In professional wrestling, there’s a thing known as the “heel turn.” This time-honored morality metamorphosis happens when a good guy suddenly turns to the dark side, betrays his friends, and forsakes all bonds of fellowship and decency. The level of adoration for the hero prior to this transformation is directly proportional to the measure of enmity incurred after, and the most adept performers in sports entertainment can manipulate the crowd so expertly that the whole thing has the feel of a religious revival—albeit one where the congregants would like nothing better than to see the preacher torn apart by syphilitic hyenas.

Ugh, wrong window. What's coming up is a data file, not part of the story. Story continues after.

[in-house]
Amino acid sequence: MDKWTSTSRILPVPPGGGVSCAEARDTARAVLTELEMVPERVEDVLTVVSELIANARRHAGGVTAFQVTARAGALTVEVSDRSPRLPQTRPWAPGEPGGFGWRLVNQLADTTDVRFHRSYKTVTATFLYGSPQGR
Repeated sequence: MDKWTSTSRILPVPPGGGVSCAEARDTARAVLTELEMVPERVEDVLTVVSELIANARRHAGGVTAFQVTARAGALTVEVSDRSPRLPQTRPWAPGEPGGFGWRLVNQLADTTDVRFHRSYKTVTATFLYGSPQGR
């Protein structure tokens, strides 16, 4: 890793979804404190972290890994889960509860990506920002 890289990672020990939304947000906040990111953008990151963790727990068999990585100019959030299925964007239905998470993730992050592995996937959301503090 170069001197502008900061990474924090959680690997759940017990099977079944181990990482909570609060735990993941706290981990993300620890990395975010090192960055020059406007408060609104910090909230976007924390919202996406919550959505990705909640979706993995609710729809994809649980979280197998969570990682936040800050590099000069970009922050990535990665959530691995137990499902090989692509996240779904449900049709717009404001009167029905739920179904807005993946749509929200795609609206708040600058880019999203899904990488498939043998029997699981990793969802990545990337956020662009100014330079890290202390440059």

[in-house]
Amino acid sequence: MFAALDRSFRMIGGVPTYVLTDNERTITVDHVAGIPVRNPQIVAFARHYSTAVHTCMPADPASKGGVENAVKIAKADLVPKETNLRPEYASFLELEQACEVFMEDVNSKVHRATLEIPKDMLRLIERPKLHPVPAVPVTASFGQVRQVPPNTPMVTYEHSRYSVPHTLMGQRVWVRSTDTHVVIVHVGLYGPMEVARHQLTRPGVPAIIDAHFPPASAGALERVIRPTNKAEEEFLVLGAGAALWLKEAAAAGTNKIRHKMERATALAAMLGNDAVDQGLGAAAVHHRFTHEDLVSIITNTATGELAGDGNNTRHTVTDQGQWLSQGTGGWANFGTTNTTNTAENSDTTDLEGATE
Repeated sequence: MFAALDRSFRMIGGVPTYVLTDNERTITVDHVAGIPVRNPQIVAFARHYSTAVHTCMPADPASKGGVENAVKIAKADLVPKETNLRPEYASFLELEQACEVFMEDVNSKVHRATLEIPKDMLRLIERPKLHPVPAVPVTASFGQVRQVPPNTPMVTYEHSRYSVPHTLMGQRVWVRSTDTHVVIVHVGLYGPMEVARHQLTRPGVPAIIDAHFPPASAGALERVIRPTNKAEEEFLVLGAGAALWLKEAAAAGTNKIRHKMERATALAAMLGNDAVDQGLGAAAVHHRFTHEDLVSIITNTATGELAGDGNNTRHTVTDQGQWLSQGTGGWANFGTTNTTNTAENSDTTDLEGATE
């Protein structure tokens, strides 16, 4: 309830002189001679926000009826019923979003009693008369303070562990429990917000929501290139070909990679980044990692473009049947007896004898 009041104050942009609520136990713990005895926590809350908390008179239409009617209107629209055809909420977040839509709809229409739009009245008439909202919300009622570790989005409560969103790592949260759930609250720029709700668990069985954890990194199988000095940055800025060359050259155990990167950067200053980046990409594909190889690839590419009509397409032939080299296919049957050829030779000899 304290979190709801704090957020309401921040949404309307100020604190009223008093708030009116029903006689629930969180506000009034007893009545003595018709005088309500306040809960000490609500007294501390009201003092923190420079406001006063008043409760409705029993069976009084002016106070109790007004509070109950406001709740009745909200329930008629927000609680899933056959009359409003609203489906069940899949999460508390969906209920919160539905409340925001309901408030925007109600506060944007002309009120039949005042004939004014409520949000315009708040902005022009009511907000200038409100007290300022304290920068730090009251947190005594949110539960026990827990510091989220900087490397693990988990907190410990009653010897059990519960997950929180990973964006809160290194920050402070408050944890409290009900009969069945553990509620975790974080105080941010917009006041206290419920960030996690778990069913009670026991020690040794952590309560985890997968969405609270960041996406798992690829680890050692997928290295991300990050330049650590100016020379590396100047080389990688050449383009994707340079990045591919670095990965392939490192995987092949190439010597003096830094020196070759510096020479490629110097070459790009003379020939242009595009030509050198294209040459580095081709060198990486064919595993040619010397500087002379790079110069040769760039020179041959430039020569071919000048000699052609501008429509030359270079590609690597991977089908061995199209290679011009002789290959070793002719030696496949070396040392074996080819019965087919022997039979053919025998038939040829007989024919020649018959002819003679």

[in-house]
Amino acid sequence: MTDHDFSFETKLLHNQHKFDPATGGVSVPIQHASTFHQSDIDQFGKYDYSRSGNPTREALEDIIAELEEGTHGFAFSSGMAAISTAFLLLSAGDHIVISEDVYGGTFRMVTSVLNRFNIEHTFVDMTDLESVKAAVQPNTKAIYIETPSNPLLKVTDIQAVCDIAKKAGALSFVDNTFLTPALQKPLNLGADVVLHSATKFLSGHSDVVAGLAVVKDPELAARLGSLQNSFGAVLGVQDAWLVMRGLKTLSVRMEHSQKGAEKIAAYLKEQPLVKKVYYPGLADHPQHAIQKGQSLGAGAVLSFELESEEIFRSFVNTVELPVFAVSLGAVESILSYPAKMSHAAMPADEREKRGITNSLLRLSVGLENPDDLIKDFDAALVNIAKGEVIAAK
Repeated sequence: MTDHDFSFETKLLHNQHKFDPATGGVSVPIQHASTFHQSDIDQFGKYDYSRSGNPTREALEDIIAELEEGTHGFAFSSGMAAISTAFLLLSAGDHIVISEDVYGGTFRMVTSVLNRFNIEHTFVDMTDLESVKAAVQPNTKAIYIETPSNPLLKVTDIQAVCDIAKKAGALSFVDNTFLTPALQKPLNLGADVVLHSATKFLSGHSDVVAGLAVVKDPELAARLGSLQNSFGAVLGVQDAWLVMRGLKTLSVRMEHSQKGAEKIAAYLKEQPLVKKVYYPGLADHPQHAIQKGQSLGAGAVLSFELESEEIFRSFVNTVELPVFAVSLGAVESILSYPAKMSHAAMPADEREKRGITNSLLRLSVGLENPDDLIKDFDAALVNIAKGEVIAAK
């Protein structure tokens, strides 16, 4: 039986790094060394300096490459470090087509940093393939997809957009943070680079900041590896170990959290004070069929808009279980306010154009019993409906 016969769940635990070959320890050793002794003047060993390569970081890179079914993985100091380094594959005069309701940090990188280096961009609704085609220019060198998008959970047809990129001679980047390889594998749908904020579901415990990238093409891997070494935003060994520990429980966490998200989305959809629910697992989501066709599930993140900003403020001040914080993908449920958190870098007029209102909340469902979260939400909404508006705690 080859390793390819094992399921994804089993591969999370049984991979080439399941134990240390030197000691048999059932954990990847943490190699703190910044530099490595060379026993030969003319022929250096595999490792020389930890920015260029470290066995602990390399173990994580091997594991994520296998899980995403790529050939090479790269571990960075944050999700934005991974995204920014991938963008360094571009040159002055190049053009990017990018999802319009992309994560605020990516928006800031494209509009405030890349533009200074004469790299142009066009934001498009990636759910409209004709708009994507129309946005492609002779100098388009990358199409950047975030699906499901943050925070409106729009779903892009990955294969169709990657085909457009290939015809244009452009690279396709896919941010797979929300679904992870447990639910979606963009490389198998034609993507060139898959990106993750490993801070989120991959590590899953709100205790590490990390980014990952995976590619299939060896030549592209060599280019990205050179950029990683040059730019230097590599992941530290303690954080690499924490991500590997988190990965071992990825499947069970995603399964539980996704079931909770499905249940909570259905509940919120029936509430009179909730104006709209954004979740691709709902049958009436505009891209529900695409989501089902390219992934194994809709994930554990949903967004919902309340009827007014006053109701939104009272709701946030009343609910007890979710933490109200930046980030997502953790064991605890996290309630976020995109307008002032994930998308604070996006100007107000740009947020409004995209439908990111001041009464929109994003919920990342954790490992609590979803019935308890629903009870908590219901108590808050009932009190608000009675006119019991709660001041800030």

But there was nothing staged about LeBron James’ heel turn, in 2010, during an infamous televised event dubbed “The Decision.” That is, the ESPN-amplified announcement that LeBron was leaving his hometown team for a burgeoning NBA hegemon in Miami was completely staged, but it was clearly not his intention to see traumatized Cleveland fans setting their No. 23 jerseys on fire, or cause Cavs owner Dan Gilbert to memorably ramble away in Comic Sans. Four years ago, after several difficult playoff exits, LeBron—ever mindful of his legacy—took matters into his own hands and opted for a situation that offered him the best chance to win. And win he did, achieving nearly everything he set out to do in leading the Miami Heat to four straight NBA Finals appearances and two championships.